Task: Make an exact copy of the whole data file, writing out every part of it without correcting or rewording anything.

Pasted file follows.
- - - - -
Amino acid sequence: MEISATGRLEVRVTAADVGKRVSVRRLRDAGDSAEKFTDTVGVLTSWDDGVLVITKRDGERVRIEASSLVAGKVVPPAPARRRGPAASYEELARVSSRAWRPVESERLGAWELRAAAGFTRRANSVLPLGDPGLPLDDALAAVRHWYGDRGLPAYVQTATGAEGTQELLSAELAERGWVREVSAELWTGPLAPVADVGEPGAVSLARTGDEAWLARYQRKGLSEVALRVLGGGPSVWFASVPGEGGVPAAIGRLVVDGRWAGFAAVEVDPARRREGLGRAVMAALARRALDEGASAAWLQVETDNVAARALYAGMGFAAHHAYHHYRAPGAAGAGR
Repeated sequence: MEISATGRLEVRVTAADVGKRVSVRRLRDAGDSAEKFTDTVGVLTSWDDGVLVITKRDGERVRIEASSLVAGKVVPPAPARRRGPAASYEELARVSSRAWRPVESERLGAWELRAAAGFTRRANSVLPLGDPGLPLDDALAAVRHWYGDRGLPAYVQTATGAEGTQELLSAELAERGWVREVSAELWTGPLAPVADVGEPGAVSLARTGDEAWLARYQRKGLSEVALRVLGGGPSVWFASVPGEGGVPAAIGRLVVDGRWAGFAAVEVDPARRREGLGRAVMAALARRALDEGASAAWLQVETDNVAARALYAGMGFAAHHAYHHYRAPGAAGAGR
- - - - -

Amino acid sequence: MEISATGRLEVRVTAADVGKRVSVRRLRDAGDSAEKFTDTVGVLTSWDDGVLVITKRDGERVRIEASSLVAGKVVPPAPARRRGPAASYEELARVSSRAWRPVESERLGAWELRAAAGFTRRANSVLPLGDPGLPLDDALAAVRHWYGDRGLPAYVQTATGAEGTQELLSAELAERGWVREVSAELWTGPLAPVADVGEPGAVSLARTGDEAWLARYQRKGLSEVALRVLGGGPSVWFASVPGEGGVPAAIGRLVVDGRWAGFAAVEVDPARRREGLGRAVMAALARRALDEGASAAWLQVETDNVAARALYAGMGFAAHHAYHHYRAPGAAGAGR
Repeated sequence: MEISATGRLEVRVTAADVGKRVSVRRLRDAGDSAEKFTDTVGVLTSWDDGVLVITKRDGERVRIEASSLVAGKVVPPAPARRRGPAASYEELARVSSRAWRPVESERLGAWELRAAAGFTRRANSVLPLGDPGLPLDDALAAVRHWYGDRGLPAYVQTATGAEGTQELLSAELAERGWVREVSAELWTGPLAPVADVGEPGAVSLARTGDEAWLARYQRKGLSEVALRVLGGGPSVWFASVPGEGGVPAAIGRLVVDGRWAGFAAVEVDPARRREGLGRAVMAALARRALDEGASAAWLQVETDNVAARALYAGMGFAAHHAYHHYRAPGAAGAGR